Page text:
Here’s a test. I decided not to renew nautilus for $29 a year. I already have another 1 year on my subscription, and while I currently would like to have the magazine for another year I am balancing a few things to decide if in one year I want it for another year. In reality, the $29 for a year is really, $29 for two more years since I already acclimated to the original cost. So now, I am taking the option of not wanting the magazine in a year at the cost of an increase over $29. My current rate is $35 a year, so my value on the option is $6.

 

Readings

Aziz Ansari Quit the Internet

via Cal Newport (via GQ)

when he gets into a cab, he now leaves his phone in his pocket and simply sits there and thinks; when he gets home, instead of “looking at websites for an hour and half, checking to see if there’s a new thing,” he reads a book.

Like Macklemore

 

Podcasts

 

Tech and Learning

 

Knick-knacks

San Juan Island

Ferry and driving tour

Cele is no more

I removed it from the App Store. It had a good run, but it was time for other things.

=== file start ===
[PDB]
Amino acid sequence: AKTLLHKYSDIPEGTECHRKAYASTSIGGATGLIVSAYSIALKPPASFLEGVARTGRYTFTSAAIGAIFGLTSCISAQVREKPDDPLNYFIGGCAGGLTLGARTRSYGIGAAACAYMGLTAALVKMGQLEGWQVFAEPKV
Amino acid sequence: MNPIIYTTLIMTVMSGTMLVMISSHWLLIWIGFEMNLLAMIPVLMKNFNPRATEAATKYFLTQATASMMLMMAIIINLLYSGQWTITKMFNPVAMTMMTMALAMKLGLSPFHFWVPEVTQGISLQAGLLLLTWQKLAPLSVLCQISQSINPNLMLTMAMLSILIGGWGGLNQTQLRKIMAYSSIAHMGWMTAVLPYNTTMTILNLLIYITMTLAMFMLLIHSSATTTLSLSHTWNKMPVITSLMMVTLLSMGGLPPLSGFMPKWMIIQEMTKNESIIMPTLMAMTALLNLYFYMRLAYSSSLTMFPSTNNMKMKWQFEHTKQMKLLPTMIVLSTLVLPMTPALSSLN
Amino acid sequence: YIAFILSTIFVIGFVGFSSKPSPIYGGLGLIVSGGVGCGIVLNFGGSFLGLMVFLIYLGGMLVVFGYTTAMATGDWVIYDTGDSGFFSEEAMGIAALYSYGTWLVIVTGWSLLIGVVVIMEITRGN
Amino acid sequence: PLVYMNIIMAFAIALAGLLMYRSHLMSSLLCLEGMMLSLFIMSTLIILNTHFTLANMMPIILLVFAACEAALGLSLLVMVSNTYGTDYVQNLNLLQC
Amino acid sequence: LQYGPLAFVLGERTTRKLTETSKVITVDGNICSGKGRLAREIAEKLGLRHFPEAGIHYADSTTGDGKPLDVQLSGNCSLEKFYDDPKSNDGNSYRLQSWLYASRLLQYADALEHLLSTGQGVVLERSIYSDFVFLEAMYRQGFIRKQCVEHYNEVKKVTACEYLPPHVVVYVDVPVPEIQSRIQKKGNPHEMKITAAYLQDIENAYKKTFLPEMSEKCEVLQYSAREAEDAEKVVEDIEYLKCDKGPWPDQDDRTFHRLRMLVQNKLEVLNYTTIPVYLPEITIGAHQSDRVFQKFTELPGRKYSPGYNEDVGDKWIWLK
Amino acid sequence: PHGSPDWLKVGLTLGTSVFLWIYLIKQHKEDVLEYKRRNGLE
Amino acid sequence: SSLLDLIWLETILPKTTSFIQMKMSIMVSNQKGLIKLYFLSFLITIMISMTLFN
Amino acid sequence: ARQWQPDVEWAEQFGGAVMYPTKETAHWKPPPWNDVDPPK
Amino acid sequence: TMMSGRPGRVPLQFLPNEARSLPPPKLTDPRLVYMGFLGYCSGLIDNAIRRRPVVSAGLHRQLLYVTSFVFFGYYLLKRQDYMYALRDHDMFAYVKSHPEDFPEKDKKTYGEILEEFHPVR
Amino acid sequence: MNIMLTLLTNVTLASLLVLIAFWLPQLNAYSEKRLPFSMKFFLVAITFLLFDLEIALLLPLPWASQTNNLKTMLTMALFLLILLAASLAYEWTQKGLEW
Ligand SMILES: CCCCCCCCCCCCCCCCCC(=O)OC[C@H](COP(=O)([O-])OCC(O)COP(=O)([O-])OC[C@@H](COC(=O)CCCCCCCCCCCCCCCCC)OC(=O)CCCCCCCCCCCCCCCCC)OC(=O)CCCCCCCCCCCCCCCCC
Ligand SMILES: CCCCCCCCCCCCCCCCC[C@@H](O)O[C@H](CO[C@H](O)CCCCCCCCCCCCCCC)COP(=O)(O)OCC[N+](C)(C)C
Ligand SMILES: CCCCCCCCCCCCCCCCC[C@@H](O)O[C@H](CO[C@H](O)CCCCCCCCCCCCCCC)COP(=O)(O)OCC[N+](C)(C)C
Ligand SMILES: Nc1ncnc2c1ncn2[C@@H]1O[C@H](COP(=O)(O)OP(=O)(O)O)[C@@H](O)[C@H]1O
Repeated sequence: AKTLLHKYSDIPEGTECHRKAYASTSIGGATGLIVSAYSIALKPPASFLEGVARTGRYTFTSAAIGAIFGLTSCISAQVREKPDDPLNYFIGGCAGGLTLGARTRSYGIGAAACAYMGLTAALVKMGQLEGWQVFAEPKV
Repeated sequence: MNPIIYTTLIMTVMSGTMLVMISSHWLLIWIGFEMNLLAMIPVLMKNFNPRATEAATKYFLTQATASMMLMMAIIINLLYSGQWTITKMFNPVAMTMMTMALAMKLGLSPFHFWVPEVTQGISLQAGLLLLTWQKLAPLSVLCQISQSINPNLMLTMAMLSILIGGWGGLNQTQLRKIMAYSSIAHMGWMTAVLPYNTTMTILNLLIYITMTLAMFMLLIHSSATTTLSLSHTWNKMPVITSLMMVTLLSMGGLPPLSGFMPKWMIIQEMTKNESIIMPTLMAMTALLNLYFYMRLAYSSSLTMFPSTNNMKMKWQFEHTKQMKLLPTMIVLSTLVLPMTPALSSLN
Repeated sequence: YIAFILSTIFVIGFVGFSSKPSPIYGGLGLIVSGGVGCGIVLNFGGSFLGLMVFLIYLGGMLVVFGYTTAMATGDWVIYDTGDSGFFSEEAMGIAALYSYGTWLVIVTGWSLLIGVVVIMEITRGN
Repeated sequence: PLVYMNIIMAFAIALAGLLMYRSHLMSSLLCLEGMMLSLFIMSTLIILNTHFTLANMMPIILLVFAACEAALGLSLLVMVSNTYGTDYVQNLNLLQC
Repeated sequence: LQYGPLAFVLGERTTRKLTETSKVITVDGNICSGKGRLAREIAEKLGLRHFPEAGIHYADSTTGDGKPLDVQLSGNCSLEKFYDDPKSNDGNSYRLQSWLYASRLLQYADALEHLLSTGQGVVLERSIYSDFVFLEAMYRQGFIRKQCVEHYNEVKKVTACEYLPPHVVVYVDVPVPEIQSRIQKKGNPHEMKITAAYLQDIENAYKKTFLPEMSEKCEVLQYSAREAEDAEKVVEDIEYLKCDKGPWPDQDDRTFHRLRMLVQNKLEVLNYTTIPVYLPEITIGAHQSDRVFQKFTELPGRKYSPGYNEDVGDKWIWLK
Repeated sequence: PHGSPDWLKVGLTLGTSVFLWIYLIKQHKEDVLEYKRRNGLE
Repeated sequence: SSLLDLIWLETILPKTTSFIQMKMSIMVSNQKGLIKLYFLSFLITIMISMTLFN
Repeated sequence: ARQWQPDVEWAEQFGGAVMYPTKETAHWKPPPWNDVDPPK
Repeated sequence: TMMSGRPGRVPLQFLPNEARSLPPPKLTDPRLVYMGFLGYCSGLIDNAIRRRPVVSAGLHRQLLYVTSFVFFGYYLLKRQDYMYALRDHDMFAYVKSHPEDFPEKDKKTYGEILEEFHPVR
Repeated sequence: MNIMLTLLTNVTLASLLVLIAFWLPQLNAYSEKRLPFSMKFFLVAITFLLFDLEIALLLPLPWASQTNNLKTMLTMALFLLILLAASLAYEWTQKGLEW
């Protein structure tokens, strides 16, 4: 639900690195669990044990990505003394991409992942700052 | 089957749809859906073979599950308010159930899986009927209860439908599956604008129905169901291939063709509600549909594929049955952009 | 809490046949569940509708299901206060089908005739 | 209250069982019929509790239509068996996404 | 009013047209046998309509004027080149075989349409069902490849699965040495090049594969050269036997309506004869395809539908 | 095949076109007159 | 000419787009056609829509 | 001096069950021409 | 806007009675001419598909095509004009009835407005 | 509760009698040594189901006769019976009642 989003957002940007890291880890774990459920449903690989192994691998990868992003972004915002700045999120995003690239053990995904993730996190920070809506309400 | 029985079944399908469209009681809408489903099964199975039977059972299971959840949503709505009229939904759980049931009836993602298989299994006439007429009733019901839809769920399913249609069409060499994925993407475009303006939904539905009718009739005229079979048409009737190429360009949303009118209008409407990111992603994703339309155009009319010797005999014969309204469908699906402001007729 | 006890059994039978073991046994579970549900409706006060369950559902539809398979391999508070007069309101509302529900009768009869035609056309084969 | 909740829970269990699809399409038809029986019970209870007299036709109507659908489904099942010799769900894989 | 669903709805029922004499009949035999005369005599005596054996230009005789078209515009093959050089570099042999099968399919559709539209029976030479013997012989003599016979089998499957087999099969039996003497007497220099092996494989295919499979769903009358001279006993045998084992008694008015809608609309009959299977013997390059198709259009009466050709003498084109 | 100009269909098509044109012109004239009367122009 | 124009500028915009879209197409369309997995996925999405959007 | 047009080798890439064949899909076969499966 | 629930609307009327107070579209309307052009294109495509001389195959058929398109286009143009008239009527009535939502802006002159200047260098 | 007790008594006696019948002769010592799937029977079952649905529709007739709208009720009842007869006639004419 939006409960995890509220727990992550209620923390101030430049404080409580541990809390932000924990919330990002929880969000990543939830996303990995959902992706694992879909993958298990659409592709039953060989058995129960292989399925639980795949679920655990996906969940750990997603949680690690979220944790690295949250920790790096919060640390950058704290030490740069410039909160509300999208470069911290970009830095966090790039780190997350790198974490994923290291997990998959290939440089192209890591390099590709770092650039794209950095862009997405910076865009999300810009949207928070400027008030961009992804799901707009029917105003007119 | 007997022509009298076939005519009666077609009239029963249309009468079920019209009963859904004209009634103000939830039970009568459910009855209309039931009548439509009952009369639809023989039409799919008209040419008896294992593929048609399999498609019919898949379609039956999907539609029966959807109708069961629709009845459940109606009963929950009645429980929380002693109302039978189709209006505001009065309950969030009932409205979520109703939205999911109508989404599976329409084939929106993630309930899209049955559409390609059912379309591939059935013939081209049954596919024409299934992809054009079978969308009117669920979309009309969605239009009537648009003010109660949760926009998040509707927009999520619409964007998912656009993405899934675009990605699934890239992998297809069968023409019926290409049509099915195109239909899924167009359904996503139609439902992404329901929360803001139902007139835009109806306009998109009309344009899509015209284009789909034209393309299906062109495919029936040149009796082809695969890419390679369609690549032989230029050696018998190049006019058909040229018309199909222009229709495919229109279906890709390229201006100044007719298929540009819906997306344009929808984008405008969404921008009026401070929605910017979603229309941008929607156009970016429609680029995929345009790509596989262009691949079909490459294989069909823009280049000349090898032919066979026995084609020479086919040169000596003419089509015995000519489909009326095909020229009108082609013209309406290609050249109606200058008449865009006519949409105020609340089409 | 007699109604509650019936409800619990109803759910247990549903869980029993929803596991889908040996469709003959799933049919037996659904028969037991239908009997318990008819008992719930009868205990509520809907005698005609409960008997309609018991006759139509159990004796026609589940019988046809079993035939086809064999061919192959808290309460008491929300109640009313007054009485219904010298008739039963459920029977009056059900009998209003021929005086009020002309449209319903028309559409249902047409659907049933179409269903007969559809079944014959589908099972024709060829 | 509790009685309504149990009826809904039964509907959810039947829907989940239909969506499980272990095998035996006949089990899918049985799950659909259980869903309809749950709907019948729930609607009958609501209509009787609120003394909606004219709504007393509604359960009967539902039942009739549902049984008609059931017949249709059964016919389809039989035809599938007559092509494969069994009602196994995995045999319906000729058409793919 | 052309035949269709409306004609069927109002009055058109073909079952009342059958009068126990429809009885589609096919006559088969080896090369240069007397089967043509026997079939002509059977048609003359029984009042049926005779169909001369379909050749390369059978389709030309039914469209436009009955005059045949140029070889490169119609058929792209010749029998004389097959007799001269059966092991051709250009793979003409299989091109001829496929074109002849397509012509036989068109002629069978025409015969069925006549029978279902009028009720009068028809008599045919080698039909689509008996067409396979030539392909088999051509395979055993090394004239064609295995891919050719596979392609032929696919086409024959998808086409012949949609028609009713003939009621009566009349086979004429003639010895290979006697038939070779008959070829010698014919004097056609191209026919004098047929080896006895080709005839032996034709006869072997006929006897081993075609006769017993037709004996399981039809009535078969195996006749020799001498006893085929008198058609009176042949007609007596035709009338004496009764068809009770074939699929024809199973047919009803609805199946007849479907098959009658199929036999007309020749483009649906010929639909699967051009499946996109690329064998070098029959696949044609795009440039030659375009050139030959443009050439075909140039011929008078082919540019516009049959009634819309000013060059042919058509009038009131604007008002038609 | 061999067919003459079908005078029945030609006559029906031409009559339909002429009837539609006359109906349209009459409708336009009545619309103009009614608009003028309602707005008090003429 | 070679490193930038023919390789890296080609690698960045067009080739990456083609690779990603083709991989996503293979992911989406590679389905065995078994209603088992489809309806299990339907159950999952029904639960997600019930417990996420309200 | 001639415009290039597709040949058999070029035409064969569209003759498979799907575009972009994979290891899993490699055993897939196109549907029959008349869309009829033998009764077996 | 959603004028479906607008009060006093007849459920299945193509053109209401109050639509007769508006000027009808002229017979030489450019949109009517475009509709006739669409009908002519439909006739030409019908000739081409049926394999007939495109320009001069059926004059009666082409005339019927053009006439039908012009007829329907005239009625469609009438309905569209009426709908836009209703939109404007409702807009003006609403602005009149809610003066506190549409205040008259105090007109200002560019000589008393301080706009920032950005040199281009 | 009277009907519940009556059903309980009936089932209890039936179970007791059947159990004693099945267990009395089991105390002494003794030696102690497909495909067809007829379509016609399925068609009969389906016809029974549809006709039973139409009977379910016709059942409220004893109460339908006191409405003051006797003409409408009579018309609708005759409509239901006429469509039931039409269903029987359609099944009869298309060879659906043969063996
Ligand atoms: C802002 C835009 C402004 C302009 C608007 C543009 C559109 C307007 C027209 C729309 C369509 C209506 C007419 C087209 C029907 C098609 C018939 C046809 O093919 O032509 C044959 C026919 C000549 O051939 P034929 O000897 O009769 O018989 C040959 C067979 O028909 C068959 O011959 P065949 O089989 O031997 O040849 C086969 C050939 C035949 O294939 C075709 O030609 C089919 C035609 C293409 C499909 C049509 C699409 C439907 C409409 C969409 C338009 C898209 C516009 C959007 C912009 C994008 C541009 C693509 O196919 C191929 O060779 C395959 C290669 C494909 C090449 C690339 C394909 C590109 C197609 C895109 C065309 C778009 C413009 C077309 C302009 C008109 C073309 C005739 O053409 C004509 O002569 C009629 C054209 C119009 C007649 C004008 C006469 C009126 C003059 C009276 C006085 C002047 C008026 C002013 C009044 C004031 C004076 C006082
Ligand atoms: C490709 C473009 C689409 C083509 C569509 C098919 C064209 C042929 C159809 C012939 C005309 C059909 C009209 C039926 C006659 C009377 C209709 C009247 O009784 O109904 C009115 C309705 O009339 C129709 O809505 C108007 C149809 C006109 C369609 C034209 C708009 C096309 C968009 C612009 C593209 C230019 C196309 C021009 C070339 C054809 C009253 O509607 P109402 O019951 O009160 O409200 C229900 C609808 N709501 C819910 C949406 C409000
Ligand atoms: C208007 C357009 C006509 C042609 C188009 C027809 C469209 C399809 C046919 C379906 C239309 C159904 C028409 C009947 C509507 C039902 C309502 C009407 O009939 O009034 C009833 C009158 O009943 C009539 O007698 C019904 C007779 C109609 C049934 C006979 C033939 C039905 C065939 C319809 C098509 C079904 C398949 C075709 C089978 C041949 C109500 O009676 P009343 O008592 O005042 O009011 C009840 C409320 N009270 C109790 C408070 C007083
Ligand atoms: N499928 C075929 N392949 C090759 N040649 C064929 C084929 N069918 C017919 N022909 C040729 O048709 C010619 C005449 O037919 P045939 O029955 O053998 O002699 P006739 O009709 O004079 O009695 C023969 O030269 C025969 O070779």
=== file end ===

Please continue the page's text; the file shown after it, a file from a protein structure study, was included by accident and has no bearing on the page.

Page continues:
Gated Reverb

via Vox on YouTube
and a Spotify playlist

Weekly Productivity

I like the option I have with this iPad to either read, or write in the mornings. I swing back and forth between the two activities (right now trying to finish Sapiens), but I thought a lot last night about how I was going to write a book. That fell flat in July and August. Replaced with video editing, coding, and having fun with friends. All in moderation is my way of doing things.

Stories

Folded newspaper, cup of coffee, and phone on a wooden table

Some of the articles and podcasts that came through my feeds recently had similar themes. It got me thinking about a few things.

  1. The idea of using misinformation as a way to hack one’s mind and shape one’s view of reality.
  2. How we carry out our lives differently. We surround ourselves with people we like and ideas we agree with.
  3. And after reading of Russia’s influence into the discussions of fake news and alternative facts, when we are all content in our filter bubble (how many buzzwords can I fit into one sentence?), slight white lies that confirm our beliefs go unnoticed.